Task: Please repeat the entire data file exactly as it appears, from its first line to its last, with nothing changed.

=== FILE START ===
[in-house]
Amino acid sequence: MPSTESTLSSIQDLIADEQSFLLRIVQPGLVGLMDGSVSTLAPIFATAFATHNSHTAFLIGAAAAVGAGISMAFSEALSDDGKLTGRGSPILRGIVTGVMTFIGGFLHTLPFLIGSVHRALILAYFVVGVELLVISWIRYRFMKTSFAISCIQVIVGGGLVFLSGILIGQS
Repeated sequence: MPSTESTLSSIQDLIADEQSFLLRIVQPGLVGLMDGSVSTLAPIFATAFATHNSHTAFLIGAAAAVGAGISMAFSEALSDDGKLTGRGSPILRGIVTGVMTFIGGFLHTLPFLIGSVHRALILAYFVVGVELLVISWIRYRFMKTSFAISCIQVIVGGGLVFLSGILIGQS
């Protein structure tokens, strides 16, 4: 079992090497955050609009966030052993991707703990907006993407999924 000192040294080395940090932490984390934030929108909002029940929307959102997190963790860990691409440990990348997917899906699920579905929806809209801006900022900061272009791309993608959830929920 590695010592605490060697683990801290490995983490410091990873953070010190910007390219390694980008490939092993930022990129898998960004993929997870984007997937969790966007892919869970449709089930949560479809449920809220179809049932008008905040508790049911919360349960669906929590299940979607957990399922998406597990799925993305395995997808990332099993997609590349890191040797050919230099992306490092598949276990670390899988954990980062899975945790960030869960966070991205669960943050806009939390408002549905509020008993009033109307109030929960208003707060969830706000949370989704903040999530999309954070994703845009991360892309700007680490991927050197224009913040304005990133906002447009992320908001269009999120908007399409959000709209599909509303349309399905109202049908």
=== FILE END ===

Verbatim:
[in-house]
Amino acid sequence: MPSTESTLSSIQDLIADEQSFLLRIVQPGLVGLMDGSVSTLAPIFATAFATHNSHTAFLIGAAAAVGAGISMAFSEALSDDGKLTGRGSPILRGIVTGVMTFIGGFLHTLPFLIGSVHRALILAYFVVGVELLVISWIRYRFMKTSFAISCIQVIVGGGLVFLSGILIGQS
Repeated sequence: MPSTESTLSSIQDLIADEQSFLLRIVQPGLVGLMDGSVSTLAPIFATAFATHNSHTAFLIGAAAAVGAGISMAFSEALSDDGKLTGRGSPILRGIVTGVMTFIGGFLHTLPFLIGSVHRALILAYFVVGVELLVISWIRYRFMKTSFAISCIQVIVGGGLVFLSGILIGQS
């Protein structure tokens, strides 16, 4: 079992090497955050609009966030052993991707703990907006993407999924 000192040294080395940090932490984390934030929108909002029940929307959102997190963790860990691409440990990348997917899906699920579905929806809209801006900022900061272009791309993608959830929920 590695010592605490060697683990801290490995983490410091990873953070010190910007390219390694980008490939092993930022990129898998960004993929997870984007997937969790966007892919869970449709089930949560479809449920809220179809049932008008905040508790049911919360349960669906929590299940979607957990399922998406597990799925993305395995997808990332099993997609590349890191040797050919230099992306490092598949276990670390899988954990980062899975945790960030869960966070991205669960943050806009939390408002549905509020008993009033109307109030929960208003707060969830706000949370989704903040999530999309954070994703845009991360892309700007680490991927050197224009913040304005990133906002447009992320908001269009999120908007399409959000709209599909509303349309399905109202049908």